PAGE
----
Qualitative analysis of the social and family impact of human transmissible spongiform encephalopathies
Introduction. Human transmissible spongiform encephalopathies are pathologies related to the misfolding of the cellular prion protein. When these diseases manifest, they are characterized by a rapid and invariably fatal neurodegeneration.
Aim. To gain insight on the social, personal and family reality of the people in close contact with these disorders.
Patients and methods. Qualitative interviews were conducted online through semi-structured questionnaires open to carriers and first-degree relatives of those affected. The information was anonymous and the responses were requested to be broad.
Results. The sample consisted on 47 interviewees, seven confirmed carriers and 40 relatives that might be carriers or not. The majority of the informants were women aged between 30 and 50. The discourse analysis focused on their perception of the disease, time to diagnosis, and their uncertainties/needs allowed establishing four semantic fields: suffering/loss, temporality, medical/clinical and daily life. However, other important elements were also found. Only eight relatives considered necessary to increase research efforts. Relatives also presented a higher rate of uncertainty, while confirmed carriers did not show such uncertainty about their future.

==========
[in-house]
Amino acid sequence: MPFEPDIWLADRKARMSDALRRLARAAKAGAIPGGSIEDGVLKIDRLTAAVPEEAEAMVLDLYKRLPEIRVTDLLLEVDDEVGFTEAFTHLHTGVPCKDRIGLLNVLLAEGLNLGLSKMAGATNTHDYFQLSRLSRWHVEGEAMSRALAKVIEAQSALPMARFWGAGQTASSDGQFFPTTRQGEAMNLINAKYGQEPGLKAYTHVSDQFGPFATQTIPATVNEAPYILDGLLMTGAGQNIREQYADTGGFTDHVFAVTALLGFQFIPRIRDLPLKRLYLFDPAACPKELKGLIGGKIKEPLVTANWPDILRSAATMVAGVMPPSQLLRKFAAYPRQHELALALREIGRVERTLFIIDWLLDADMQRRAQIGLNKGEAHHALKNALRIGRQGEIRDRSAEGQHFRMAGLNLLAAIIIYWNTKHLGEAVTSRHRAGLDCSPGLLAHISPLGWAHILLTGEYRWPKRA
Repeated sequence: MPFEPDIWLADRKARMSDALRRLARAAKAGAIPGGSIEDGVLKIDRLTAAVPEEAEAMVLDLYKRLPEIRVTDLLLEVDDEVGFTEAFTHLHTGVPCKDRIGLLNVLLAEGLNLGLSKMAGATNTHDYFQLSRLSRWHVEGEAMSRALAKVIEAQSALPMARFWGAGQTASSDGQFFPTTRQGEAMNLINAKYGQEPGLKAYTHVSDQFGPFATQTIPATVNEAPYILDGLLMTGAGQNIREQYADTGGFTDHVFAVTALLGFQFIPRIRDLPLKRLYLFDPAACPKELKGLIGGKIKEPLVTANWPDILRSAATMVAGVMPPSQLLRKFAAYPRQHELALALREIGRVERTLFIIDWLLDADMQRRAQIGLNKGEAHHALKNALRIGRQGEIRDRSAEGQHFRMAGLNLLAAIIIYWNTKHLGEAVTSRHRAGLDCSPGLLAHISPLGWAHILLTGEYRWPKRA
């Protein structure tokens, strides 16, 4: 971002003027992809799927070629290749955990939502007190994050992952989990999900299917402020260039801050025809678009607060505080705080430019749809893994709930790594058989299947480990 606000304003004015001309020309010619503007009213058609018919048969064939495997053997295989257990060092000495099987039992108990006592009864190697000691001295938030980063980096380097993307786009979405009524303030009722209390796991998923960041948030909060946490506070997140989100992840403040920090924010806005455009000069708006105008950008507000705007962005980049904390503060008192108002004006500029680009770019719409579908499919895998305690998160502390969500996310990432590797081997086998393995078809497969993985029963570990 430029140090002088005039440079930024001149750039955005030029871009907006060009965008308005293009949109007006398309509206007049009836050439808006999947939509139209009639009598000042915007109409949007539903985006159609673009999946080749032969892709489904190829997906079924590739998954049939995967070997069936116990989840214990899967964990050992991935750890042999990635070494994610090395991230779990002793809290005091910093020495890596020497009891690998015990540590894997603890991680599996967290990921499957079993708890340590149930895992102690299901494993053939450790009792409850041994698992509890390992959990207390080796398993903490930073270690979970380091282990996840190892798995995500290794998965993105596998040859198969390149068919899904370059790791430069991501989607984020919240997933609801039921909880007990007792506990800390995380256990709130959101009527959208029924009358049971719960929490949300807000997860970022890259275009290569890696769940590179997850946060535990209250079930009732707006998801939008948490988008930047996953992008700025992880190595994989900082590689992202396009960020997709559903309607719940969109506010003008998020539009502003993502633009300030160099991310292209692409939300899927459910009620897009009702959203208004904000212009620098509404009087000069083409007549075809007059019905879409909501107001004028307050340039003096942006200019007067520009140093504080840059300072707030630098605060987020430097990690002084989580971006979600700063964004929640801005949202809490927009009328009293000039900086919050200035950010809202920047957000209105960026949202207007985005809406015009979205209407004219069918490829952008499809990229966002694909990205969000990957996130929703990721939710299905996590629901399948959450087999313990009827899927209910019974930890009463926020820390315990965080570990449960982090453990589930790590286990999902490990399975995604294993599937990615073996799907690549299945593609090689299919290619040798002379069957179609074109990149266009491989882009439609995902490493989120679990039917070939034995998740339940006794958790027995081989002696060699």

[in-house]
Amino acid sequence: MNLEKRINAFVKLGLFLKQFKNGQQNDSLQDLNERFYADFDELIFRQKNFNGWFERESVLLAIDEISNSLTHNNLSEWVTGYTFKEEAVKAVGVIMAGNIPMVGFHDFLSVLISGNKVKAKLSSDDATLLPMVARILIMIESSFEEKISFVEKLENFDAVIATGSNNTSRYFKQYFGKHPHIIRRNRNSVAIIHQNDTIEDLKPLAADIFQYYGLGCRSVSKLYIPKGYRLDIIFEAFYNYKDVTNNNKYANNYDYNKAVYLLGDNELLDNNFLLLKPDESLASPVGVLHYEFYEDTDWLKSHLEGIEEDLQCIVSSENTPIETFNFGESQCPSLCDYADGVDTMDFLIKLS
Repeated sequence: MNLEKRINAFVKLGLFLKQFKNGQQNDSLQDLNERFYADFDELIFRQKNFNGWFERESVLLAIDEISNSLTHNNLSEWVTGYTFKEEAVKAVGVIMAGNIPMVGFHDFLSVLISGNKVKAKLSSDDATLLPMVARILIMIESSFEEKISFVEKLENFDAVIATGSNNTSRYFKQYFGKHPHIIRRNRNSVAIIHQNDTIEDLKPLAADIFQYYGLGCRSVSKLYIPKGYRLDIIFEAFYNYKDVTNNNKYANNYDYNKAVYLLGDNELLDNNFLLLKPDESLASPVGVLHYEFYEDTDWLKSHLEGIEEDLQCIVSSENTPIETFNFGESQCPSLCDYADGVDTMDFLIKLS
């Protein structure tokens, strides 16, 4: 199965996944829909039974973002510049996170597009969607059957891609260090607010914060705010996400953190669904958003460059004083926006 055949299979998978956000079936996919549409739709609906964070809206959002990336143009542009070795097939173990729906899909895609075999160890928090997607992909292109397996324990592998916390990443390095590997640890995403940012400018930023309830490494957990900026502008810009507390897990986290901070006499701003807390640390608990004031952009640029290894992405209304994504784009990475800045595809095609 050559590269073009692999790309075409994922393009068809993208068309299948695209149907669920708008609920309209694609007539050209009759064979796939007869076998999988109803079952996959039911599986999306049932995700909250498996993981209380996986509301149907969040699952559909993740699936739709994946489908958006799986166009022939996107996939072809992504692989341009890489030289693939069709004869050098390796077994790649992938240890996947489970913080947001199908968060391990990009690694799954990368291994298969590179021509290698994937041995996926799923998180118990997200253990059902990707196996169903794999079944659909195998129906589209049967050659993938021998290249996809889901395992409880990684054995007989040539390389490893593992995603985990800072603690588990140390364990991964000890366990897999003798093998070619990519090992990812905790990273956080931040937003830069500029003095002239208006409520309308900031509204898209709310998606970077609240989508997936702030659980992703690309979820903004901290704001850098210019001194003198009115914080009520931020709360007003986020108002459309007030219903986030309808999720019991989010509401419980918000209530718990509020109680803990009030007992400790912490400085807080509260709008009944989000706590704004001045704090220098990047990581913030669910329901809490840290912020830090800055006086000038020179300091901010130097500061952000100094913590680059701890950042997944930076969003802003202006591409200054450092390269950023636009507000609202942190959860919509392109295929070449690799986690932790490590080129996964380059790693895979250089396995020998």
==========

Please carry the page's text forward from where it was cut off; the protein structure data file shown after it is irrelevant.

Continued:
Conclusions. Socio-biomedical studies related to prion pathologies are rare. In this work, our knowledge on the social reality of the affected people and their close relatives is extended. These pathologies lead those in close contact with them to extremely complicated social situations with utmost psychosocial management difficulties.
Key words. Human experience. Narratives. Neurodegeneration. Prions. Social reality. Socio-biomedicine.